In a sense, my children forced me to define myself outside of what I have accomplished. To paraphrase Dag Hammarskold in his incredibly insightful book Markings, I had to turn inward to discover myself. It was uncomfortable to say the least. I realized I had let the fickleness of culture and the free market economy define my identity.

My identity consisted of what I contributed to the world and how well I made that contribution.

My value was determined by how much culture monetarily valued my contributions at any given time.

I won’t argue the inherent goodness or badness of that system but I will make the point that stepping outside that system gave me a deeper and more meaningful perspective on how I feel we should value others. Further, my identity was defined by the context of the situation I was in. Even though inwardly there was little change in me when I moved from working outside the home to working inside the home, how people viewed me changed drastically.

My children taught me something incredibly important. Regardless of how good or bad I was as a parent, my children still loved me. They still wanted me to be their father. Regardless of the context of the situation we were in, they always saw me as their dad. The grace they modeled to me as I went through that transition period led me to profoundly re-consider the costly grace I had been given according to the faith I had followed since childhood.

A Big Change

In my mid-twenties, I began to fall away from the faith of my adolescence. That is not to say I stopped believing in God but only that I found the religious systems I was a part of to be inadequate, intolerant, and often corruptible. I went through disillusionment and frustration as I allowed these systems to define my identity as well. Eventually, my frustration, disappointment and disillusionment came to a head.

A couple years ago, I said a simple, desperate prayer.

I told God I was done.

I would seek Him one last time but I was tired of going through the motions of faith to appease others. If no change occurred then I would no longer adhere to the Christian faith.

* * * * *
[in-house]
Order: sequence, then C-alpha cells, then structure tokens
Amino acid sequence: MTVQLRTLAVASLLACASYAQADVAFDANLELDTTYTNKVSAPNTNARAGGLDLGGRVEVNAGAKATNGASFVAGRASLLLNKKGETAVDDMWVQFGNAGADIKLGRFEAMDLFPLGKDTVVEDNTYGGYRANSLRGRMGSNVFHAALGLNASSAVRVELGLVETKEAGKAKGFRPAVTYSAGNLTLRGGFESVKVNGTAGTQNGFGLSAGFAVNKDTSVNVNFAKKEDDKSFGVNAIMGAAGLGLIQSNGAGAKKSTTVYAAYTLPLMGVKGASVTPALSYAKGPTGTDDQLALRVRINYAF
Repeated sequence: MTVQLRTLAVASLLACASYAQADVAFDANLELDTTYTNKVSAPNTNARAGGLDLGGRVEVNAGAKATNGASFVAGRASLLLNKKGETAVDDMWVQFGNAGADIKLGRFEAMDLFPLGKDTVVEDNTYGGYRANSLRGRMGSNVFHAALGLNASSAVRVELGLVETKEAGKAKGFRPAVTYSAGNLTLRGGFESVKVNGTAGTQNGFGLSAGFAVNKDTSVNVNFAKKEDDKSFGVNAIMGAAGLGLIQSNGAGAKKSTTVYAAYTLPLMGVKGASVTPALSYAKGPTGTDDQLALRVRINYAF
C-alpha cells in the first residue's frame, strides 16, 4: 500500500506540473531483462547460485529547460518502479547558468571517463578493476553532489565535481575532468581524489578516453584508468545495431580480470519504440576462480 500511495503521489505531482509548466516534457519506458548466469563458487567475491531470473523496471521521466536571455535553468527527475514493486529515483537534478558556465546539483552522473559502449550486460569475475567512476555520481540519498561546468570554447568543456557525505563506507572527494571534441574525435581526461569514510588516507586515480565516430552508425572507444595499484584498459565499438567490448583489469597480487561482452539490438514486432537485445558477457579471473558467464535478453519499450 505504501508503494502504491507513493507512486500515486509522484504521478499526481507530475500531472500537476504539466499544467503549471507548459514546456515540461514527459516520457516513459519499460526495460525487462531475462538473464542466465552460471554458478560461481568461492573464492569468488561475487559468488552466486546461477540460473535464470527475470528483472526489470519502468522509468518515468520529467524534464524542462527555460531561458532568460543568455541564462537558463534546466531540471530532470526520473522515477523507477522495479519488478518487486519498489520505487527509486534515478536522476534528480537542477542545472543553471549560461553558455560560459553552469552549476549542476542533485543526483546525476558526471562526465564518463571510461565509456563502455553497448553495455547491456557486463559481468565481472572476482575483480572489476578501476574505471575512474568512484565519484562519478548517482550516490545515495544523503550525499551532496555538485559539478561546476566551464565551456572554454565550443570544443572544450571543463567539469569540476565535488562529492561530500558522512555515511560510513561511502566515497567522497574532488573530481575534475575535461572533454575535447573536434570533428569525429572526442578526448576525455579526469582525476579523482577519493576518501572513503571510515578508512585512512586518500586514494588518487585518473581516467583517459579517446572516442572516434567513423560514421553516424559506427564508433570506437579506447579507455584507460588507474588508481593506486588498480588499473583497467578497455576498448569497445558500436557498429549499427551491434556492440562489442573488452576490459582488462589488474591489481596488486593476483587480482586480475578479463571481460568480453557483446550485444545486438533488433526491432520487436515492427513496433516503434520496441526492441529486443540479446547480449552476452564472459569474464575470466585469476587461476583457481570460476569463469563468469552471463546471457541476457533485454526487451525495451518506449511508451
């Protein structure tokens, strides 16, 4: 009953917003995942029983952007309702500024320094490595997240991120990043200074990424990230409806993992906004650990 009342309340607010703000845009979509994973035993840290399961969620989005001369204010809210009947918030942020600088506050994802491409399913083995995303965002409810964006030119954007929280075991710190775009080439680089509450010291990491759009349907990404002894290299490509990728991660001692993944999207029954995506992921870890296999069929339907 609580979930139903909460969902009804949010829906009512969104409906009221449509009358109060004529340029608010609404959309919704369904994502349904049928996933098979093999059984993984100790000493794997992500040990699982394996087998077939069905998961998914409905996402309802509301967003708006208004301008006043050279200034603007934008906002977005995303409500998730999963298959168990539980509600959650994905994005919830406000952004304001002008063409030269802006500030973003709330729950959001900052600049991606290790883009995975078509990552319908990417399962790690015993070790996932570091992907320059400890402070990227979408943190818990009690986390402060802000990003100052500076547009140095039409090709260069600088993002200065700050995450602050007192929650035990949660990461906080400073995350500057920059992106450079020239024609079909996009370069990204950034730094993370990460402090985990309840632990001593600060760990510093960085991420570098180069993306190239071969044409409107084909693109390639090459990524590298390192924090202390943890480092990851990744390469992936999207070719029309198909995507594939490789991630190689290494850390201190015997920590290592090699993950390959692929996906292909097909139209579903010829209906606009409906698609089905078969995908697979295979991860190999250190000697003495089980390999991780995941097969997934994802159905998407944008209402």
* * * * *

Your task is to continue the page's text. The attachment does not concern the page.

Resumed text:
In reflecting on that moment, I think my prayer was less a demand of God and more a confession of my own failings as I had for years tried to define myself through everything but God and the faith I follow. I am often embarrassed and outraged by the ways in which the teachings of Jesus are used to justify and promote intolerance, inequality and hate.

As I prayed, I realized something. How God viewed me has never changed.

My identity was, is and ever will be a child of God.

No one can take that from me just as I cannot take that from anyone else. I have felt such peace within me in the years since. Where I was once anxious and overwhelmed, I generally feel at ease and confident. It is quite odd to be honest. This is not to say life is perfect and I never have a struggle. It’s not and I do. But, I bounce back quicker than I used to.

My identity is no longer built on the shifting sands of culture but rather the unchanging foundation of knowing who I am and the value I inherently have and share with the rest of the human race.

Your Take

What is the root of your identity? Do you struggle to equate your identity with what you do, what others say about you, or what you have? If so, Henri Nouwen speaks powerfully to those of us who find our identity in these things in this 17 minute video.

As always, please feel free to share your story, thoughts, or questions below in the comments!

In our August series, we have  been discussing the areas of emphasis of Raising Up Dads. We have discussed children, community and health. The fourth and final area is identity. Moving forward after this article, we will discuss in greater depth, sub-topics within each of the four areas of focus. Each discussion will last one month. The discussion will consist of one longer article published at the beginning of the month and several shorter articles published throughout the month. For September, the area of emphasis will be Children with a specific focus on Early Childhood.

Thank you for reading and we hope you continue to join us and be a part of the Raising Up Dads community!

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2 Responses to An Awakening of Self

  1. Pingback: Middle Childhood: The Feeling of Never Being Enough | Raising Up Dads

  2. Pingback: We Took A Trip | Raising Up Dads